Expert Answers

An illustration of the letter 'A' in a speech bubbles

Odysseus is a flawed hero because he is human and imperfect. For example, his pride can get the better of him, causing some errors in judgment that endanger his own life and the lives of his men. When they sail away from the Island of the Cyclopes, Odysseus's pride and desire for glory compels him to tell Polyphemus his real name. He wants credit for having bested the monster. Armed with this information, the Cyclops is able to pray to his powerful father, Poseidon, god of the seas, and render Odysseus's journey home to Ithaca nearly impossible and certainly painful (out of his crew, everyone but Odysseus dies). Further, Odysseus so angers the man-monster that the Cyclops rips off mountaintops and hurls them at the ship, nearly driving it back to shore where he can set upon the men. Later, Odysseus is too proud to tell his men what Aeolus, the king of the winds, gave him in the sack, and so his men wait until he falls asleep and then open it, hopeful that it will contain riches which they can parcel out among themselves. Had he saw fit to tell them it was simply full of winds which would drive them from their home, they would likely have reached home. In short, Odysseus is flawed because he has flaws, like pride, that render him imperfect and human.

Approved by eNotes Editorial Team
An illustration of the letter 'A' in a speech bubbles

In Odysseus, Homer has created a multi-dimensional Greek hero, and not all of those dimensions are great. In the Iliad, Odysseus is depicted as brave, resourceful, intelligent, and skilled in debate, but there are episodes in which Odysseus exhibits some anti-Homeric-hero traits. For example, at one point in a battle, Nestor, one of the oldest and ablest of Greek warrior-kings, is trapped in his chariot's rubble as Trojan warriors descend upon him. Another Greek warrior-king, Diomedes, attempts to help Nestor, and as Odysseus passes by, Diomedes calls for his help. Odysseus, believing that Nestor cannot be saved, rushes on to the safety of the Greek ships. This is a practical response to the problem, but not a heroic one. In the Odyssey, when he is describing the Sirens to his men, he neglects to tell them that the Sirens pose a fatal threat despite his goal of telling his men that he wants them to go into this danger with "their eyes open," that is, fully understanding the dangers. In other instances, Odysseus's pride puts him and his men at risk. Undeniably, Odysseus is a Homeric hero, whose best traits are worthy of imitation, but he is also arguably the most complex of Homer's warrior-kings, whose flaws and strengths make up the whole man.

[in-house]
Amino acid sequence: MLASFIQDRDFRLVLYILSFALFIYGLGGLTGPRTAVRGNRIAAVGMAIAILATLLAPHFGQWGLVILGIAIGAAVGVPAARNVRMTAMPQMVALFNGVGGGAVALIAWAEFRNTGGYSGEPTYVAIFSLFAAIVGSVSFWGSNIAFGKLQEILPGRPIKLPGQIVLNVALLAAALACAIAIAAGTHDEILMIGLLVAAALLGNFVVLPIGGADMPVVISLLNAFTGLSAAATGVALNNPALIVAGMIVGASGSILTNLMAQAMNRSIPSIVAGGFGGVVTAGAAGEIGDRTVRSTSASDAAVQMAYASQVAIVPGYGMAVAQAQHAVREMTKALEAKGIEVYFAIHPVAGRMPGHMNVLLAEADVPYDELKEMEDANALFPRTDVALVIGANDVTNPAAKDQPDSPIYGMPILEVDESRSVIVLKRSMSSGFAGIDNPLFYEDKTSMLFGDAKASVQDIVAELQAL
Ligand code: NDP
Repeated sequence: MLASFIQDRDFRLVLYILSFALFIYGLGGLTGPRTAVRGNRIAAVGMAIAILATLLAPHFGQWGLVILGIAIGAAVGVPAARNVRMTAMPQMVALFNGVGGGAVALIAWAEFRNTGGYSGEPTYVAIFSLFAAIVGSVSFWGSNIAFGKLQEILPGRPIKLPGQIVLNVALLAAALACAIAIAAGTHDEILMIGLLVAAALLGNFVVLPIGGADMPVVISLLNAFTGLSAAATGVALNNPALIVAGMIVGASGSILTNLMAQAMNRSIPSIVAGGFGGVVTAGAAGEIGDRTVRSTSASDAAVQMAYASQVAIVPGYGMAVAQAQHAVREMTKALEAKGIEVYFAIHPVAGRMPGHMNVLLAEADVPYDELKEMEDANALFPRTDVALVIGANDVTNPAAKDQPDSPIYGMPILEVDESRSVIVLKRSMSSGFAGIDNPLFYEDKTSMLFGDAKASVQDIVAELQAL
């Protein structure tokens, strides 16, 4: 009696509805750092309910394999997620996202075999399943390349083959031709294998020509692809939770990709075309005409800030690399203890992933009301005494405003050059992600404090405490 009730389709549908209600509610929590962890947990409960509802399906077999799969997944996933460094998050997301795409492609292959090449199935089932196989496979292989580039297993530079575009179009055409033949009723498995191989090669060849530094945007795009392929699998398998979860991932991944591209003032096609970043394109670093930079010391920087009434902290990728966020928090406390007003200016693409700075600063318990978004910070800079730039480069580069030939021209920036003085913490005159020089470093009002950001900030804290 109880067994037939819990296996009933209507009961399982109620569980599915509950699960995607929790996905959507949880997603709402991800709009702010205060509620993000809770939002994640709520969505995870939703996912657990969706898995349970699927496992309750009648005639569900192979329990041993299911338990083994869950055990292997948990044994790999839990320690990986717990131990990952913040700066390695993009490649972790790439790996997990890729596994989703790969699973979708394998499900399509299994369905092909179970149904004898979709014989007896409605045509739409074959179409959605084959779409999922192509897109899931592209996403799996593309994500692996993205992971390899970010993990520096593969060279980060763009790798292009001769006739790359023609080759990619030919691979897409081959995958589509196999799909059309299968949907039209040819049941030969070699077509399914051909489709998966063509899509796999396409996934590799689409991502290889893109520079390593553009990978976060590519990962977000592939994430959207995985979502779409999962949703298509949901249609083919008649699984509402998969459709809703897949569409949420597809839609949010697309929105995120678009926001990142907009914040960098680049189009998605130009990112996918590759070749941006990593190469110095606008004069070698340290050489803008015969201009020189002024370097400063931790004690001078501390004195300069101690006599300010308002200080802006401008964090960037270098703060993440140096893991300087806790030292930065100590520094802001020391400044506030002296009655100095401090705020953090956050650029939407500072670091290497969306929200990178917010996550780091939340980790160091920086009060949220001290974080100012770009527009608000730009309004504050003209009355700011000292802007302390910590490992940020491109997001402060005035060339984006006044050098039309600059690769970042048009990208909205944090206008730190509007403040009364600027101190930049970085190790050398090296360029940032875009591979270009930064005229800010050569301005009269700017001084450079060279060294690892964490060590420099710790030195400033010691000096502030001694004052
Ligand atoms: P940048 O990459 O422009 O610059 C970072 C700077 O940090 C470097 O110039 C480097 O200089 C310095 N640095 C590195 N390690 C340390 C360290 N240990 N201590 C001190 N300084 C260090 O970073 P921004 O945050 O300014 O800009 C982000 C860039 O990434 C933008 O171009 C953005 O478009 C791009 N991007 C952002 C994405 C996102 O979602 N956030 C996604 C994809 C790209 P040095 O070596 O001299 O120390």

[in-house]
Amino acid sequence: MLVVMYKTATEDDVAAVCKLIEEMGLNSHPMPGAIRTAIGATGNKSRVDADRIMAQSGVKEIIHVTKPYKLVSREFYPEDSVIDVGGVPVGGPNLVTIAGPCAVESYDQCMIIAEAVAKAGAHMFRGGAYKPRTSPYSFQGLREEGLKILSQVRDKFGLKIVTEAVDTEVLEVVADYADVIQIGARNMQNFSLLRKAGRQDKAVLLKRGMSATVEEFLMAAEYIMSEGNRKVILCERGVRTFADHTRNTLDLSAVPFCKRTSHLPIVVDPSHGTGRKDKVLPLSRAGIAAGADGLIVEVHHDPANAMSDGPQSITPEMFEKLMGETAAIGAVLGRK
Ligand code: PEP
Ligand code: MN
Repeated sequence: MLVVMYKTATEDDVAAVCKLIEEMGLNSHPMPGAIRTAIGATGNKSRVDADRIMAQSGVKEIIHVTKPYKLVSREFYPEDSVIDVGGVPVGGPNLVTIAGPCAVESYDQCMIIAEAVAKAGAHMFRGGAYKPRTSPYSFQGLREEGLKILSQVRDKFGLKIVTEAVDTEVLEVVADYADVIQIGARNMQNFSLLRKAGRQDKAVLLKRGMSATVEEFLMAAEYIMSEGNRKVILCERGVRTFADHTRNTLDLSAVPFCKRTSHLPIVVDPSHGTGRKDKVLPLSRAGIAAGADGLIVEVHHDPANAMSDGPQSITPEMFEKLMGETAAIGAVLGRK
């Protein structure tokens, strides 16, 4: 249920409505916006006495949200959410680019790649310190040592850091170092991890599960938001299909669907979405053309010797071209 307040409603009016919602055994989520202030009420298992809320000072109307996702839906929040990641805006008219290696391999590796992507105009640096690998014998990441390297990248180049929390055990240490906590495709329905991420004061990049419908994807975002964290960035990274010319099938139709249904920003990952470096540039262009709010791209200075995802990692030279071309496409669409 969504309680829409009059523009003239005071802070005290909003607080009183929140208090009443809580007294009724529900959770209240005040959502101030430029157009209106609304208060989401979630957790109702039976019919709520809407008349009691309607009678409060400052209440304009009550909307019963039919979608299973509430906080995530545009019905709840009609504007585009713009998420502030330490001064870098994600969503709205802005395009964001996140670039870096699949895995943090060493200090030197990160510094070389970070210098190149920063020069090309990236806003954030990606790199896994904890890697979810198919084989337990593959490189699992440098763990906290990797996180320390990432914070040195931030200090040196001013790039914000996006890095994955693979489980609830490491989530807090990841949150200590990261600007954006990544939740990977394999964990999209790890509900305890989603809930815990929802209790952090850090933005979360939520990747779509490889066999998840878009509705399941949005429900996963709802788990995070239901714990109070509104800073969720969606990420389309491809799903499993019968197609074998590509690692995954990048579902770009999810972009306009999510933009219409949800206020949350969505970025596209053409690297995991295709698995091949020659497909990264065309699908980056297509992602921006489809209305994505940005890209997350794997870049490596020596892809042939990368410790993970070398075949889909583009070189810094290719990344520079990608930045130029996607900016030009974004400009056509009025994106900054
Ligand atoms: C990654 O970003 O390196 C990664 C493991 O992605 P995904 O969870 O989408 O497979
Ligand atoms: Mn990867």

Approved by eNotes Editorial Team
Soaring plane image

We’ll help your grades soar

Start your 48-hour free trial and unlock all the summaries, Q&A, and analyses you need to get better grades now.

  • 30,000+ book summaries
  • 20% study tools discount
  • Ad-free content
  • PDF downloads
  • 300,000+ answers
  • 5-star customer support
Start your 48-Hour Free Trial